When I first heard that UP has been overtaken by Ateneo for the first time in the THES-QS top university rankings (and on our centennial year too!) and that there was some justification given about something in the methodology, I just shrugged and thought, well, of course. When you have problems with a survey’s results, you can always question the methodology. And oftentimes, you really would be able to find something to question, from the sampling procedure to the way the questions were phrased or even the appropriateness of using the survey method to tackle the issue at hand in the first place. Also, methodology aside, surely the better-funded Ateneo can find ways to overtake UP in the areas used as criteria in the THES-QS rankings (If you’re curious, you can check out the methodology here).
Thing is, when you do question the methodology, you sometimes end up sounding like a sourgrape, and, whether accurate or not, the survey would at the end of the day probably still enjoy a measure of recognition or credibility. So I just shrugged and thought, well, it doesn’t matter, not worth getting worked up about. UP pa rin!
Still, former UP Vice President for Public Affairs (and a favorite writer) Butch Dalisay’s remarks about the new rankings reminded me again about the subject, and put quite a damper to my morning. He talked briefly about the methodology – how UP did not even participate this year, the inherent bias of the criteria used, that there’s apparently a marketing angle to the THES-QS rankings – but what struck me was how he discussed the treatment of the criteria:
Just to make things clear, we need more of those plus points, too, and if we’re lacking in them, then that’s clearly a problem that’s keeping us from achieving truly world-class status. But what about resourcefulness? How do you recognize a physics department whose people can put a laser machine together all by themselves? What about service to the nation? What points can you give something like the Pahinungod program, which sends fresh graduates to teach poor children in the hinterlands?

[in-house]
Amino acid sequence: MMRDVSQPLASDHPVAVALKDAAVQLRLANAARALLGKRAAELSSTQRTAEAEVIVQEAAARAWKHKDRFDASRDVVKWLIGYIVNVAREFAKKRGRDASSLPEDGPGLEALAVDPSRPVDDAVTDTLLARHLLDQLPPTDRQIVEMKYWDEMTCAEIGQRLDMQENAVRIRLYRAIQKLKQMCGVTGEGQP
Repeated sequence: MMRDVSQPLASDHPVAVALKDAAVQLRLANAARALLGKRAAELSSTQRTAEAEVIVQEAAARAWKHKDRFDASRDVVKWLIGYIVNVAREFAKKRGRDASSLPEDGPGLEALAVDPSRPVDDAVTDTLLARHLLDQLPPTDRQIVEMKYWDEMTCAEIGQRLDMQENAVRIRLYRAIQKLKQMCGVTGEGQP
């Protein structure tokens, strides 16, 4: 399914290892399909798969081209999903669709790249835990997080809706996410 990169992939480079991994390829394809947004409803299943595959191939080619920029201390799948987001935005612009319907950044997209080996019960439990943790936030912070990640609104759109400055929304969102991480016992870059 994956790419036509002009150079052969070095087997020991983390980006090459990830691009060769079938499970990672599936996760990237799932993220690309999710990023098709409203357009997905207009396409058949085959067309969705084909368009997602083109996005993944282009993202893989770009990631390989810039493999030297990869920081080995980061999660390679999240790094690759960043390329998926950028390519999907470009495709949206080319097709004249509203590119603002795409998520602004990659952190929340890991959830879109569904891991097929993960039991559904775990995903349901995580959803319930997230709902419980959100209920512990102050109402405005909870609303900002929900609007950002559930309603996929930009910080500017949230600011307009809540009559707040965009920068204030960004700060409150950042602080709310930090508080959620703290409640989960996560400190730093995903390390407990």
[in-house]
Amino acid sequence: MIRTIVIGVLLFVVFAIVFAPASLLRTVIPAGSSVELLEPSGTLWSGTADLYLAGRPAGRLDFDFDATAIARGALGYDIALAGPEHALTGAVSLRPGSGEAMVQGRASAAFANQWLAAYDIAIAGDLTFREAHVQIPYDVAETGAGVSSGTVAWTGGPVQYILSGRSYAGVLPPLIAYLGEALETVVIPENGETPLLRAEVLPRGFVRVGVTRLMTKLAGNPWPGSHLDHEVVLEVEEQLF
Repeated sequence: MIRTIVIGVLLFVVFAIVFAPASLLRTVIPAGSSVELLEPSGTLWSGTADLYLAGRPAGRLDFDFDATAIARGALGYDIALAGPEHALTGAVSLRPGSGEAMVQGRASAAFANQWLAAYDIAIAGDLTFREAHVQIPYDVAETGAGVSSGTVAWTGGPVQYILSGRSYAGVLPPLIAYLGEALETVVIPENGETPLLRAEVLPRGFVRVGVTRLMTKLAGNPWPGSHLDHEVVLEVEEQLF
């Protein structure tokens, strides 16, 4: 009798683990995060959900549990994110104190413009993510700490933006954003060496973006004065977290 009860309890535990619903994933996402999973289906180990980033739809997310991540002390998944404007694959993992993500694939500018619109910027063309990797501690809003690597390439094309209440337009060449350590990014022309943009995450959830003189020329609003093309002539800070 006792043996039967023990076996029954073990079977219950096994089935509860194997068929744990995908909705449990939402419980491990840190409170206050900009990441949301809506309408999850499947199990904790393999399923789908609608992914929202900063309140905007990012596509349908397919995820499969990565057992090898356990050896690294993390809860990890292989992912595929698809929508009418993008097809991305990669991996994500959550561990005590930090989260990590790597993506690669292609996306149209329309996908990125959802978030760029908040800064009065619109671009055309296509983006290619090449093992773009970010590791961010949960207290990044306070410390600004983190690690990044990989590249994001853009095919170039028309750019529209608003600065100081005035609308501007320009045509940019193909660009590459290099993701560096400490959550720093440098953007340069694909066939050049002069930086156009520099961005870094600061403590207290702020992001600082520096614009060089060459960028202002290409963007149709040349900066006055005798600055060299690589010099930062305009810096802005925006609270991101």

We don’t want to sound like sore losers, but at least you expect the game to be held on a level playing field.
Definitely a very valid point (and, seriously, a laser machine all by themselves? Kudos to you, guys). Read his entire remarks here. It’s the third of a three-section blog entry.
In any case, its rankings in surveys should be the least of UP’s worries. The pursuit of excellence is not driven by the need for recognition, and service to the nation is not something that can easily be measured. On that vein, another worthy read is this speech given by Dr. Washington Sycip for the UP Centennial Lecture Series.
U.P. alumni closely identify the Oblation with their alma mater. But how many of them really know that when the sculptor Tolentino created this figure of a young man whose arms are outstretched in a gesture of sacrifice to his country and humanity, the artist also placed at its feet a cluster of “katakalanta” leaves, a plant that rapidly multiplies to symbolize, as Tolentino tells us the “undying stream of heroism in the Filipino race.”
As this University celebrates its hundredth anniversary I ask a final question: can we expect from U.P.’s leadership this heroism the country begs for?